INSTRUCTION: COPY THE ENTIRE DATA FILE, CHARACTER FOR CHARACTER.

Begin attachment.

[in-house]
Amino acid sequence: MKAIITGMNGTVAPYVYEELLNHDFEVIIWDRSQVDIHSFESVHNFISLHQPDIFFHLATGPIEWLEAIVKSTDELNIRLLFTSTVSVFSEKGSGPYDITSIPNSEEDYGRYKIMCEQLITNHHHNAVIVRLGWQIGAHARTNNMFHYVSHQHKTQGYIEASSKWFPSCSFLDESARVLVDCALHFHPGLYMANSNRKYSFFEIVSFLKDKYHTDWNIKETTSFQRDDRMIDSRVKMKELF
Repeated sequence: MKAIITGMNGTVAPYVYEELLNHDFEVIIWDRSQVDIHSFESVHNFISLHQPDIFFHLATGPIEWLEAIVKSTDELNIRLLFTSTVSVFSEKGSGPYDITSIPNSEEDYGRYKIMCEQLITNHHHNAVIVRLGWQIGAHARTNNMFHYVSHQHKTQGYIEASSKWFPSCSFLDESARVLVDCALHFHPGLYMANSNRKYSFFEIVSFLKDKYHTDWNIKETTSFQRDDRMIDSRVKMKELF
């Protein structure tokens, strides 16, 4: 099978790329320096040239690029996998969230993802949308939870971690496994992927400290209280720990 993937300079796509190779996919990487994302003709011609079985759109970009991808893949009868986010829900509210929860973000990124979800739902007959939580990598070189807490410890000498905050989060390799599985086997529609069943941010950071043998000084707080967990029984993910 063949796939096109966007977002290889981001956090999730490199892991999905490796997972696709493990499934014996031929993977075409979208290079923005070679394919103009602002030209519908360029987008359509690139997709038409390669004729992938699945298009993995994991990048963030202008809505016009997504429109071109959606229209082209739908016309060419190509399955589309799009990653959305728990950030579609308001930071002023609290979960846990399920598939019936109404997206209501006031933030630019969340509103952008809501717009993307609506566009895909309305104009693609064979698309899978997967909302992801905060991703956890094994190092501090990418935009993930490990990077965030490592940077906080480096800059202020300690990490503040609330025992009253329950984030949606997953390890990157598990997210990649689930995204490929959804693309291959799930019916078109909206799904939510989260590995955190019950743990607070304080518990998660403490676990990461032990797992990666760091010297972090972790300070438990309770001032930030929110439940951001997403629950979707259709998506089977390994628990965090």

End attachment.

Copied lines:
[in-house]
Amino acid sequence: MKAIITGMNGTVAPYVYEELLNHDFEVIIWDRSQVDIHSFESVHNFISLHQPDIFFHLATGPIEWLEAIVKSTDELNIRLLFTSTVSVFSEKGSGPYDITSIPNSEEDYGRYKIMCEQLITNHHHNAVIVRLGWQIGAHARTNNMFHYVSHQHKTQGYIEASSKWFPSCSFLDESARVLVDCALHFHPGLYMANSNRKYSFFEIVSFLKDKYHTDWNIKETTSFQRDDRMIDSRVKMKELF
Repeated sequence: MKAIITGMNGTVAPYVYEELLNHDFEVIIWDRSQVDIHSFESVHNFISLHQPDIFFHLATGPIEWLEAIVKSTDELNIRLLFTSTVSVFSEKGSGPYDITSIPNSEEDYGRYKIMCEQLITNHHHNAVIVRLGWQIGAHARTNNMFHYVSHQHKTQGYIEASSKWFPSCSFLDESARVLVDCALHFHPGLYMANSNRKYSFFEIVSFLKDKYHTDWNIKETTSFQRDDRMIDSRVKMKELF
């Protein structure tokens, strides 16, 4: 099978790329320096040239690029996998969230993802949308939870971690496994992927400290209280720990 993937300079796509190779996919990487994302003709011609079985759109970009991808893949009868986010829900509210929860973000990124979800739902007959939580990598070189807490410890000498905050989060390799599985086997529609069943941010950071043998000084707080967990029984993910 063949796939096109966007977002290889981001956090999730490199892991999905490796997972696709493990499934014996031929993977075409979208290079923005070679394919103009602002030209519908360029987008359509690139997709038409390669004729992938699945298009993995994991990048963030202008809505016009997504429109071109959606229209082209739908016309060419190509399955589309799009990653959305728990950030579609308001930071002023609290979960846990399920598939019936109404997206209501006031933030630019969340509103952008809501717009993307609506566009895909309305104009693609064979698309899978997967909302992801905060991703956890094994190092501090990418935009993930490990990077965030490592940077906080480096800059202020300690990490503040609330025992009253329950984030949606997953390890990157598990997210990649689930995204490929959804693309291959799930019916078109909206799904939510989260590995955190019950743990607070304080518990998660403490676990990461032990797992990666760091010297972090972790300070438990309770001032930030929110439940951001997403629950979707259709998506089977390994628990965090």